Divorce Lawyers at Work: Varieties of Professionalism in Practice

By Lynn Mather; Craig A. McEwen et al. | Go to book overview

NOTES

Chapter 1
1
We discovered these particular communities through our research. Communities of practice, as we discuss them, are similar to some of the sites or “arenas” of professionalism described by Nelson and Trubek (1992a). We did not know what communities we would find in our research, just as “arenas of professionalism cannot be defined a priori, but must be determined based on empirical investigation” (Nelson and Trubek 1992a: 185).
2
Indeed, as Zacharias notes, “no term in the legal lexicon has been more abused than ‘professionalism’” (1995: 1307). Even the American Bar Association's Commission on Professionalism has had to acknowledge what it calls the “elasticity” of the concept of legal professionalism (1986: 10).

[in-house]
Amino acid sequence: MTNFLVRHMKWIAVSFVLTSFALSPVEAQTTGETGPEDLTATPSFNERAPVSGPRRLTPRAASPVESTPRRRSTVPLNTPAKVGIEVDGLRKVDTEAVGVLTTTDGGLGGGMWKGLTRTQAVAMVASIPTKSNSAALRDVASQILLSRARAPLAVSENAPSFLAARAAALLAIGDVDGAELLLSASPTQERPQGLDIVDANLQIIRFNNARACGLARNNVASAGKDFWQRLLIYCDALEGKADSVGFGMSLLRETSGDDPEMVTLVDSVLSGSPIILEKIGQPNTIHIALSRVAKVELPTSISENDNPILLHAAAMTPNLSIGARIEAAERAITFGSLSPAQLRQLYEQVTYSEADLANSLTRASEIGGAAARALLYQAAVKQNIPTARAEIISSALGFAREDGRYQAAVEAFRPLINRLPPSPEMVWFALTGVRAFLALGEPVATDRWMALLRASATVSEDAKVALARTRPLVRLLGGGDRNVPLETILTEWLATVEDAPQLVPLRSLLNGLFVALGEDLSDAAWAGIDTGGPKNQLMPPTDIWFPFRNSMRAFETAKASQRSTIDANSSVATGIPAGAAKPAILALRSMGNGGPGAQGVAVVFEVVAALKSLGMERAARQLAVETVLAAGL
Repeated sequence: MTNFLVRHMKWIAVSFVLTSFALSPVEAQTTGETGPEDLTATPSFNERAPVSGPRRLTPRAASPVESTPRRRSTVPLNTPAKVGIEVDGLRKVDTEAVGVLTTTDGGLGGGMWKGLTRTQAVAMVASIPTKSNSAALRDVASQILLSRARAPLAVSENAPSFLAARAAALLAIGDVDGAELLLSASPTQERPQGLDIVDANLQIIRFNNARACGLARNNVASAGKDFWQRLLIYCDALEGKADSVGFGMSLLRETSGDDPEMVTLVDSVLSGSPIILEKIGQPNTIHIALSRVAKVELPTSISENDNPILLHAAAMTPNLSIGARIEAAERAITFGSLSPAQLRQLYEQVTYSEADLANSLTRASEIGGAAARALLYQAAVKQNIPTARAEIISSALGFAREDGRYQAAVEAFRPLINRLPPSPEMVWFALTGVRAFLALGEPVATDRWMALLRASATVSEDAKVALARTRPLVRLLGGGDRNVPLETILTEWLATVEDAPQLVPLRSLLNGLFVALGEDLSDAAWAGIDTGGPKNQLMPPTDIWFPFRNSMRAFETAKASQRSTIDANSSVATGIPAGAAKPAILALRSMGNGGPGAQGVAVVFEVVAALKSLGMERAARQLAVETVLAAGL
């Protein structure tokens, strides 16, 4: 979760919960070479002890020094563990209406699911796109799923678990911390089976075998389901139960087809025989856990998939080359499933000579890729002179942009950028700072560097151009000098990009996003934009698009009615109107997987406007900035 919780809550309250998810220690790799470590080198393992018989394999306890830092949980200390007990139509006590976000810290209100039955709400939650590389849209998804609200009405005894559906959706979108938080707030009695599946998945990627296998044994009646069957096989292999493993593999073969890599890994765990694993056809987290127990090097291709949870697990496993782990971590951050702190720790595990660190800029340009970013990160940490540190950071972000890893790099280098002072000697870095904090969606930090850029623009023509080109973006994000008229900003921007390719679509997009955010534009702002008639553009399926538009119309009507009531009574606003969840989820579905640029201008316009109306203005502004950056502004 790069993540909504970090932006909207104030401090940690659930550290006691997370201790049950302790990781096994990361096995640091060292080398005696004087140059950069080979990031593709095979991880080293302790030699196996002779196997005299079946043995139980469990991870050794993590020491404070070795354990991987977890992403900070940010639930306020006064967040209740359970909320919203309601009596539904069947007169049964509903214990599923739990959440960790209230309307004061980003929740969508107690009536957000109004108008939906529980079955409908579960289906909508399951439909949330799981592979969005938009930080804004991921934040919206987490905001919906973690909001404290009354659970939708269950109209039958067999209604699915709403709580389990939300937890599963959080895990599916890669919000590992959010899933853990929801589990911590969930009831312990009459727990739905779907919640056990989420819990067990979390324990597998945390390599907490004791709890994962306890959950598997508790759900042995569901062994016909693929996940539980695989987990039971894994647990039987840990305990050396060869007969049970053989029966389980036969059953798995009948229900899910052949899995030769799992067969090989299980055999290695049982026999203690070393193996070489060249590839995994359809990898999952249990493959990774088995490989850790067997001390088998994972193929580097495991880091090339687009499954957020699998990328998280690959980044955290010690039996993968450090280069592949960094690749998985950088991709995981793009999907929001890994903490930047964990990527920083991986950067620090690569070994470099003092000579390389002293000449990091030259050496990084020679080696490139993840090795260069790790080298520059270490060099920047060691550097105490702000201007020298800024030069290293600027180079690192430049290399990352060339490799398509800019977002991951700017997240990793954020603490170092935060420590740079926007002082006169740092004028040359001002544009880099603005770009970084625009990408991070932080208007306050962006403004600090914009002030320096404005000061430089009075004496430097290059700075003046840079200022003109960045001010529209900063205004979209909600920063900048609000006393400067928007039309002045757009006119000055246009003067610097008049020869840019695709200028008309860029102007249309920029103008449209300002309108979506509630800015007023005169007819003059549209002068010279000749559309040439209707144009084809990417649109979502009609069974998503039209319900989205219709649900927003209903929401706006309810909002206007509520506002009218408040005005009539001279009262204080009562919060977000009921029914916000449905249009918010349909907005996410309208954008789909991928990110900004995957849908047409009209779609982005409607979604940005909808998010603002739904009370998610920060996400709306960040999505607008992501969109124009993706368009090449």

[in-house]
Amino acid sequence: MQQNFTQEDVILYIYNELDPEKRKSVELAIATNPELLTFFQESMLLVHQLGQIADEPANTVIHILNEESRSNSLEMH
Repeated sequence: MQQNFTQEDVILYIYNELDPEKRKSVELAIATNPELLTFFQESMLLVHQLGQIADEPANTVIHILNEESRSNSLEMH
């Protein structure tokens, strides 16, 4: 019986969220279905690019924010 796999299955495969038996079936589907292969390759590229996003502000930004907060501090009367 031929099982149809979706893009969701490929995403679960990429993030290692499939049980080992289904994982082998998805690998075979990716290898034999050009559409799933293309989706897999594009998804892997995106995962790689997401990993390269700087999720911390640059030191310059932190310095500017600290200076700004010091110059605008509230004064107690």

3
For critics such as Johnson (1972), Larson (1977), and Abel (1988), the ideology of professionalism has simply served all along to justify and disguise the bar's monopoly over the legal marketplace. Professionals, in their view, are not virtuous, self-restrained experts serving society and monitoring the conduct of colleagues but rather members of self-interested groups using political, economic, and social power to limit competition and protect fees.

The doubts of both advocates and critics about the efficacy of professional control of lawyer conduct find reinforcement in other scholarship that raises questions about the utility of professional norms (Abel 1989); points to the increasing importance of large organizations to the practice of law (Galanter

-203-

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